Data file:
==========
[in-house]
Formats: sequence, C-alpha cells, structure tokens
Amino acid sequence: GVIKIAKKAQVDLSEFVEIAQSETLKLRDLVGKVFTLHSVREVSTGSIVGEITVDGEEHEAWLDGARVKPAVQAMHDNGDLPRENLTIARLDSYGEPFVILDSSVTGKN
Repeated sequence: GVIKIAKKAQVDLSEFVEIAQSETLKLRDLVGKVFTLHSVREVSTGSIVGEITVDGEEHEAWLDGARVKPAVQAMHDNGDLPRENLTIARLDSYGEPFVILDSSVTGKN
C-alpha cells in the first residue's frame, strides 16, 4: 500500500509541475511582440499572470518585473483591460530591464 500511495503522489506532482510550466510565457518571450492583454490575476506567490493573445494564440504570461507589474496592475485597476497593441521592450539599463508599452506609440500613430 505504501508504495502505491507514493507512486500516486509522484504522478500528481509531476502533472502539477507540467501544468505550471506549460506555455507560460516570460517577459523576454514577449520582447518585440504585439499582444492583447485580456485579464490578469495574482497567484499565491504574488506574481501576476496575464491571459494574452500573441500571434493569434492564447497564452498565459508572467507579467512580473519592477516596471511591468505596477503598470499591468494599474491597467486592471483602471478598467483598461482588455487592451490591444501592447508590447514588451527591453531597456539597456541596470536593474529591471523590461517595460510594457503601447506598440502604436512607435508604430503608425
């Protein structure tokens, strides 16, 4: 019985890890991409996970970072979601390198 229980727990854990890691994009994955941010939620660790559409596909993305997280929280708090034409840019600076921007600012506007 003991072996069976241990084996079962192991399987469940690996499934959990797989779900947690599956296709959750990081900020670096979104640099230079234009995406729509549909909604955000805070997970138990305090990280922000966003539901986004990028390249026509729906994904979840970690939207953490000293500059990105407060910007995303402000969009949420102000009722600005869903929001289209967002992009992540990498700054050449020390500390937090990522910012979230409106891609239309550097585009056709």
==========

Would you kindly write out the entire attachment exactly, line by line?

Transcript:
[in-house]
Formats: sequence, C-alpha cells, structure tokens
Amino acid sequence: GVIKIAKKAQVDLSEFVEIAQSETLKLRDLVGKVFTLHSVREVSTGSIVGEITVDGEEHEAWLDGARVKPAVQAMHDNGDLPRENLTIARLDSYGEPFVILDSSVTGKN
Repeated sequence: GVIKIAKKAQVDLSEFVEIAQSETLKLRDLVGKVFTLHSVREVSTGSIVGEITVDGEEHEAWLDGARVKPAVQAMHDNGDLPRENLTIARLDSYGEPFVILDSSVTGKN
C-alpha cells in the first residue's frame, strides 16, 4: 500500500509541475511582440499572470518585473483591460530591464 500511495503522489506532482510550466510565457518571450492583454490575476506567490493573445494564440504570461507589474496592475485597476497593441521592450539599463508599452506609440500613430 505504501508504495502505491507514493507512486500516486509522484504522478500528481509531476502533472502539477507540467501544468505550471506549460506555455507560460516570460517577459523576454514577449520582447518585440504585439499582444492583447485580456485579464490578469495574482497567484499565491504574488506574481501576476496575464491571459494574452500573441500571434493569434492564447497564452498565459508572467507579467512580473519592477516596471511591468505596477503598470499591468494599474491597467486592471483602471478598467483598461482588455487592451490591444501592447508590447514588451527591453531597456539597456541596470536593474529591471523590461517595460510594457503601447506598440502604436512607435508604430503608425
């Protein structure tokens, strides 16, 4: 019985890890991409996970970072979601390198 229980727990854990890691994009994955941010939620660790559409596909993305997280929280708090034409840019600076921007600012506007 003991072996069976241990084996079962192991399987469940690996499934959990797989779900947690599956296709959750990081900020670096979104640099230079234009995406729509549909909604955000805070997970138990305090990280922000966003539901986004990028390249026509729906994904979840970690939207953490000293500059990105407060910007995303402000969009949420102000009722600005869903929001289209967002992009992540990498700054050449020390500390937090990522910012979230409106891609239309550097585009056709």